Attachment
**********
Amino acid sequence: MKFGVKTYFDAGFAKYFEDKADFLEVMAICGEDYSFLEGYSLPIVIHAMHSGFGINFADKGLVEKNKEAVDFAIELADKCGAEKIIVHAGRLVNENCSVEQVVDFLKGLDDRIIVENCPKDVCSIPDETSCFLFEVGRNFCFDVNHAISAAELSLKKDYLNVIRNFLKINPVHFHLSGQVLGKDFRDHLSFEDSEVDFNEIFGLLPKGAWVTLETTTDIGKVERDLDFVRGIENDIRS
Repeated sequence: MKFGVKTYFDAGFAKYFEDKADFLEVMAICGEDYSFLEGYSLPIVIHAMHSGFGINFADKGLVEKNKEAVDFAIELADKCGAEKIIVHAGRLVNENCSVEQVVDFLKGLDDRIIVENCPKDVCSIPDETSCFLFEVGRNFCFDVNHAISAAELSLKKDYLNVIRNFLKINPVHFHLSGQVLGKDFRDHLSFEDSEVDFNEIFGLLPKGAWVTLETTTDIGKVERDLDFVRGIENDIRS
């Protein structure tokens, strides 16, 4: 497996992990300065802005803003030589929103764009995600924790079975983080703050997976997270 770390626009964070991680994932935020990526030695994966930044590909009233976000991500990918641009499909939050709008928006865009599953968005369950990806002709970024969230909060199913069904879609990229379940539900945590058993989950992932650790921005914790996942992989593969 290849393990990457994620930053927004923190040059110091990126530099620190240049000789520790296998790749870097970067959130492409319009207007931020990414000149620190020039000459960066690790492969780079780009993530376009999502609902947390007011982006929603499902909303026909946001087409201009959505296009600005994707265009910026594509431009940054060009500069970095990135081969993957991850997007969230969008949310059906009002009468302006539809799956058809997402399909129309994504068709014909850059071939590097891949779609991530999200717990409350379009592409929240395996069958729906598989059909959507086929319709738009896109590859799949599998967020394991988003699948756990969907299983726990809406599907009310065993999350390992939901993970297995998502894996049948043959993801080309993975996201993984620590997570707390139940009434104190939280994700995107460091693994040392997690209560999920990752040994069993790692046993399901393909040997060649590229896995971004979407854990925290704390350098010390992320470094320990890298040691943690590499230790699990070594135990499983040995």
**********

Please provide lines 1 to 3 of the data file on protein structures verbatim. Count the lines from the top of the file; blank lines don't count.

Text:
Amino acid sequence: MKFGVKTYFDAGFAKYFEDKADFLEVMAICGEDYSFLEGYSLPIVIHAMHSGFGINFADKGLVEKNKEAVDFAIELADKCGAEKIIVHAGRLVNENCSVEQVVDFLKGLDDRIIVENCPKDVCSIPDETSCFLFEVGRNFCFDVNHAISAAELSLKKDYLNVIRNFLKINPVHFHLSGQVLGKDFRDHLSFEDSEVDFNEIFGLLPKGAWVTLETTTDIGKVERDLDFVRGIENDIRS
Repeated sequence: MKFGVKTYFDAGFAKYFEDKADFLEVMAICGEDYSFLEGYSLPIVIHAMHSGFGINFADKGLVEKNKEAVDFAIELADKCGAEKIIVHAGRLVNENCSVEQVVDFLKGLDDRIIVENCPKDVCSIPDETSCFLFEVGRNFCFDVNHAISAAELSLKKDYLNVIRNFLKINPVHFHLSGQVLGKDFRDHLSFEDSEVDFNEIFGLLPKGAWVTLETTTDIGKVERDLDFVRGIENDIRS
């Protein structure tokens, strides 16, 4: 497996992990300065802005803003030589929103764009995600924790079975983080703050997976997270 770390626009964070991680994932935020990526030695994966930044590909009233976000991500990918641009499909939050709008928006865009599953968005369950990806002709970024969230909060199913069904879609990229379940539900945590058993989950992932650790921005914790996942992989593969 290849393990990457994620930053927004923190040059110091990126530099620190240049000789520790296998790749870097970067959130492409319009207007931020990414000149620190020039000459960066690790492969780079780009993530376009999502609902947390007011982006929603499902909303026909946001087409201009959505296009600005994707265009910026594509431009940054060009500069970095990135081969993957991850997007969230969008949310059906009002009468302006539809799956058809997402399909129309994504068709014909850059071939590097891949779609991530999200717990409350379009592409929240395996069958729906598989059909959507086929319709738009896109590859799949599998967020394991988003699948756990969907299983726990809406599907009310065993999350390992939901993970297995998502894996049948043959993801080309993975996201993984620590997570707390139940009434104190939280994700995107460091693994040392997690209560999920990752040994069993790692046993399901393909040997060649590229896995971004979407854990925290704390350098010390992320470094320990890298040691943690590499230790699990070594135990499983040995």